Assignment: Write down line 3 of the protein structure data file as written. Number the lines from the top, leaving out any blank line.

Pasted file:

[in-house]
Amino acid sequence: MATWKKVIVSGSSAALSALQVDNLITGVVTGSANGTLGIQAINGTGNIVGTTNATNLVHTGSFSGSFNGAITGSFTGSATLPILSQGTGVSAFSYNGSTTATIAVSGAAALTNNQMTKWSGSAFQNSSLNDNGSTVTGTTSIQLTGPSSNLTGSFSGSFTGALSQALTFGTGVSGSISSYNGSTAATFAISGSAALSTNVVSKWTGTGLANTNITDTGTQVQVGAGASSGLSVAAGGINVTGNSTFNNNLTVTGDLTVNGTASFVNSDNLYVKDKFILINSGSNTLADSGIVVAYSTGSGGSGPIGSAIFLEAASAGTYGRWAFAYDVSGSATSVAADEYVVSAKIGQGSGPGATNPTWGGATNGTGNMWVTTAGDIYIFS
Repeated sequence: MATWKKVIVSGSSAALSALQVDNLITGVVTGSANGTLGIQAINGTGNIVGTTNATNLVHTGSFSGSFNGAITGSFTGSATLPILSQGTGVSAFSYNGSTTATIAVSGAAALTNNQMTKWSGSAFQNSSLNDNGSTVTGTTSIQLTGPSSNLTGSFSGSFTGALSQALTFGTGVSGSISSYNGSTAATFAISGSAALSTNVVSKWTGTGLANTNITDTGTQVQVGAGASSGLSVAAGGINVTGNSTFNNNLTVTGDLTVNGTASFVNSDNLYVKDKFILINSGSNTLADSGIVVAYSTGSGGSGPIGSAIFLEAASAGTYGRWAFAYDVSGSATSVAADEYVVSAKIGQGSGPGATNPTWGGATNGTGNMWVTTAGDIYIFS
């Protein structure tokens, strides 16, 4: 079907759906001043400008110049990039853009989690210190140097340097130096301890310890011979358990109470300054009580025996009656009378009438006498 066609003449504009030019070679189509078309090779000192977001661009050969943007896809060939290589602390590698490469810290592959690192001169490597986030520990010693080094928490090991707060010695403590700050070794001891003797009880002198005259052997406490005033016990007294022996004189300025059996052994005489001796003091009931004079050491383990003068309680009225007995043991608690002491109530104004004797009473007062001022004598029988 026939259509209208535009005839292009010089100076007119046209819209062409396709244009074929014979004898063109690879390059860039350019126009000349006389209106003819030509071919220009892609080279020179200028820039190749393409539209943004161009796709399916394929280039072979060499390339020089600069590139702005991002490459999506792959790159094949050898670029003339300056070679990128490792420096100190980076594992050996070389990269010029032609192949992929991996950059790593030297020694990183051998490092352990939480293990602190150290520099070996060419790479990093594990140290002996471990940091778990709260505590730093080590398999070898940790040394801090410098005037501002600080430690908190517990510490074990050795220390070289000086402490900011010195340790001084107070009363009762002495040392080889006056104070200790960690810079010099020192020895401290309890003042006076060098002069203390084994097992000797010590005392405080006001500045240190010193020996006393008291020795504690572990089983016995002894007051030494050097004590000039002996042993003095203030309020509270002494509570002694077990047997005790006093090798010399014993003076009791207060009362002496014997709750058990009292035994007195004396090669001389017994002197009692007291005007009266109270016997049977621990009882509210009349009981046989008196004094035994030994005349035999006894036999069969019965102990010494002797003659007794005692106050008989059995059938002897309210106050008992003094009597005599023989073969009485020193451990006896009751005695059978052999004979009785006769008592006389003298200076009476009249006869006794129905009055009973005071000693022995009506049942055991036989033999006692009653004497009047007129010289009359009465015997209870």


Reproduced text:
Repeated sequence: MATWKKVIVSGSSAALSALQVDNLITGVVTGSANGTLGIQAINGTGNIVGTTNATNLVHTGSFSGSFNGAITGSFTGSATLPILSQGTGVSAFSYNGSTTATIAVSGAAALTNNQMTKWSGSAFQNSSLNDNGSTVTGTTSIQLTGPSSNLTGSFSGSFTGALSQALTFGTGVSGSISSYNGSTAATFAISGSAALSTNVVSKWTGTGLANTNITDTGTQVQVGAGASSGLSVAAGGINVTGNSTFNNNLTVTGDLTVNGTASFVNSDNLYVKDKFILINSGSNTLADSGIVVAYSTGSGGSGPIGSAIFLEAASAGTYGRWAFAYDVSGSATSVAADEYVVSAKIGQGSGPGATNPTWGGATNGTGNMWVTTAGDIYIFS